Say goodbye to net neutrality. Three months after a federal appeals court struck down the agency rules intended to guarantee a neutral Internet, the F.C.C. has shifted its position on the matter, now supporting “fast lanes” for Internet traffic. That means that companies like Comcast, Verizon, and Time Warner can charge higher rates for faster services.
From our end, this doesn’t look very good. For one thing, as Delara Derkhshani, policy counsel for Consumers Union points out: “It leaves consumers at the mercy of a handful of cable and phone providers that can give preferential treatment to the content they profit from.” Cable companies, of course, deny that these kinds of practices will occur. But when a company like Comcast, which owns NBC Universal Studios, stands to profit from giving their own companies an online advantage the temptation may be too great to ignore. For another, this means our website, and yours, is likely to load a lot more slowly in the future. As Tim Wu explains in the New Yorker:
The new rule gives broadband providers what they’ve wanted for about a decade now: the right to speed up some traffic and degrade others. (With broadband, there is no such thing as accelerating some traffic without degrading other traffic.) We take it for granted that bloggers, start-ups, or nonprofits on an open Internet reach their audiences roughly the same way as everyone else. Now they won’t. They’ll be behind in the queue, watching as companies that can pay tolls to the cable companies speed ahead.
Wu speculates that the reason to do this isn’t more complicated than carriers wanting to make more money for doing what they already do. We agree—and let’s not forget that they’re not very good at that. Even Comcast recently conceded that they “have trouble delivering real high-quality service on a consistent basis.” It’s surprising to see this is an issue though, given the amount of resources at their disposal augmented in no small part by tax breaks. That much was laid out by Daniel Denver in today’s Times op-ed, which outlines the money Comcast has spent lobbying politicians for preferential treatment. According to Citizens for Tax Justice, Comcast paid an average state corporate income tax of 4 percent between 2008 and 2012. The new Comcast center received $42.75 million in state tax breaks.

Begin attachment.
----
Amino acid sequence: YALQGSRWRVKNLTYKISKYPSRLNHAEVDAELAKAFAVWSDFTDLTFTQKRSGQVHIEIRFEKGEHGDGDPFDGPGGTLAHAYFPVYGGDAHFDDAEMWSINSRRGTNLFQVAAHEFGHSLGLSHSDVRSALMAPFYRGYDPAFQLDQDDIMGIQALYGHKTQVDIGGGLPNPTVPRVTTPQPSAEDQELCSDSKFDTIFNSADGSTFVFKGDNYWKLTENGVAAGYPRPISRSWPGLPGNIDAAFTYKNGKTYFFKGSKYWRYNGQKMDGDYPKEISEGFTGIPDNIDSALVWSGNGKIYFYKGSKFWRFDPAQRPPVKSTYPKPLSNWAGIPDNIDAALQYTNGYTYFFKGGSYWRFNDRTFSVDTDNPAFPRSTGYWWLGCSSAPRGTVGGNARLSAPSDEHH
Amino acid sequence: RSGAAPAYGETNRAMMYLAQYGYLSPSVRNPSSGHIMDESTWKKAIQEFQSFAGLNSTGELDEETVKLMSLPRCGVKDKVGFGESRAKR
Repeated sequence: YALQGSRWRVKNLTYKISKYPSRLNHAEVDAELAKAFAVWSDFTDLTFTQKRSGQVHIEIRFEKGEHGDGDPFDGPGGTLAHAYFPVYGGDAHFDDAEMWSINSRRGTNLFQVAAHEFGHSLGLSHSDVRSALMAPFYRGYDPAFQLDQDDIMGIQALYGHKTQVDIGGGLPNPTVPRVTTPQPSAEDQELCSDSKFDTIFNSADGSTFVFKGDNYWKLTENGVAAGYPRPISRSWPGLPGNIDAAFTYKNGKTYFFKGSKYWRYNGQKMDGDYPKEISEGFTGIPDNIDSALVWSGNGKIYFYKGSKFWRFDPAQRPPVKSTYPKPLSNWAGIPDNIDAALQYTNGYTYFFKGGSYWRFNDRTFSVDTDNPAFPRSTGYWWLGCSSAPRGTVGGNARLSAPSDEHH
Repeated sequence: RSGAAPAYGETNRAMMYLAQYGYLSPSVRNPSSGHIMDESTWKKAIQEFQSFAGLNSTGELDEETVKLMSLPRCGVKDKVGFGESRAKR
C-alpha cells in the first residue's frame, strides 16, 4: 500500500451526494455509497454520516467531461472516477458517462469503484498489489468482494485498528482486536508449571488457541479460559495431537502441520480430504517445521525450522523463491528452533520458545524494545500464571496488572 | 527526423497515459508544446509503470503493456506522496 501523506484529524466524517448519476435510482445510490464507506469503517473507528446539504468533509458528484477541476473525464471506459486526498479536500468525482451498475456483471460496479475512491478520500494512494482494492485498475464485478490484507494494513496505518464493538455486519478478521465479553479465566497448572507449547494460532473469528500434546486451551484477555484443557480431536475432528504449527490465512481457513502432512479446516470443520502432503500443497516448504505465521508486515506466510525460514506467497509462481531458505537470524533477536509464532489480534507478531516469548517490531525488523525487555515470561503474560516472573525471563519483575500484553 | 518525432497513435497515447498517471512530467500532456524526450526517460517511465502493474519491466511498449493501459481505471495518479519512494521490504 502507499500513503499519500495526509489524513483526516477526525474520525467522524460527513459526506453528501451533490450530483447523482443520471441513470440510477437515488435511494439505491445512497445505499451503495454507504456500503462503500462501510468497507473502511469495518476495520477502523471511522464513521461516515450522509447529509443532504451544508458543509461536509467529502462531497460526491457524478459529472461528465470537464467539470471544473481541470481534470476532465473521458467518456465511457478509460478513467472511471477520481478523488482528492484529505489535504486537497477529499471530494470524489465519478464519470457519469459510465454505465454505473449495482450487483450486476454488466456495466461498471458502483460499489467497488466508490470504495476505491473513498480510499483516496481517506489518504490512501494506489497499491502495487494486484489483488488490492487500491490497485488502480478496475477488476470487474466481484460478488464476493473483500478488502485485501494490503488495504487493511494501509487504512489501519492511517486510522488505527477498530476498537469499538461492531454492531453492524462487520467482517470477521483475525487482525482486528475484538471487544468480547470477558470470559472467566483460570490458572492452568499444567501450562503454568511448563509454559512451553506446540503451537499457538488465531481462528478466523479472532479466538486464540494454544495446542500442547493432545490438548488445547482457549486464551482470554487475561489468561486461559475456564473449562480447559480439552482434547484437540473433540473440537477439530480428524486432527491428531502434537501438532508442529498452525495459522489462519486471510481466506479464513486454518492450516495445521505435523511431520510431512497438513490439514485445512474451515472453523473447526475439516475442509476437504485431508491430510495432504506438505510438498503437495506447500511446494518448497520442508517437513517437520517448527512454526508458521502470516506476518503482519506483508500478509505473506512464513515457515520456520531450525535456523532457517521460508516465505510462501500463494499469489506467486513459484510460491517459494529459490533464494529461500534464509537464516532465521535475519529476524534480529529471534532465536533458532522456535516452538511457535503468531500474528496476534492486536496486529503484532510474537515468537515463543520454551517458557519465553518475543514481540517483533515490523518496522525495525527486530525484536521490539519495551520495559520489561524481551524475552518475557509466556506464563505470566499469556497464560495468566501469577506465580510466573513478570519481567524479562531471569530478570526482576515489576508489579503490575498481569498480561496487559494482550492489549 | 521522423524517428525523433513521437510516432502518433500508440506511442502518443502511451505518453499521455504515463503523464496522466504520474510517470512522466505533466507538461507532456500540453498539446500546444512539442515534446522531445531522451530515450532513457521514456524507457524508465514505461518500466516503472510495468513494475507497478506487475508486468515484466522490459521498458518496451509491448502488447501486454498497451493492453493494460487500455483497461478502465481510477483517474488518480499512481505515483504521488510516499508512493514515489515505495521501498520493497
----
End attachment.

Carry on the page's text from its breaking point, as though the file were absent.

As for other press coverage on the matter, the Wall Street Journal’s reportage has been cautiously, but predictably friendly to the telecom companies; their interests are vaguely described as “a desire to explore new business models in a fast-changing marketplace.” They go on to say that the F.C.C. plan is a “middle ground.” In a separate report over at the Times, the F.C.C. Chairman Tom Wheeler tried to quell fears that this was the end of net neutrality. “The new rules will provide for net neutrality along the lines of the appeals court’s decision,” he said. He did not mention that the F.C.C.’s net neutrality rules had been been struck down by the courts.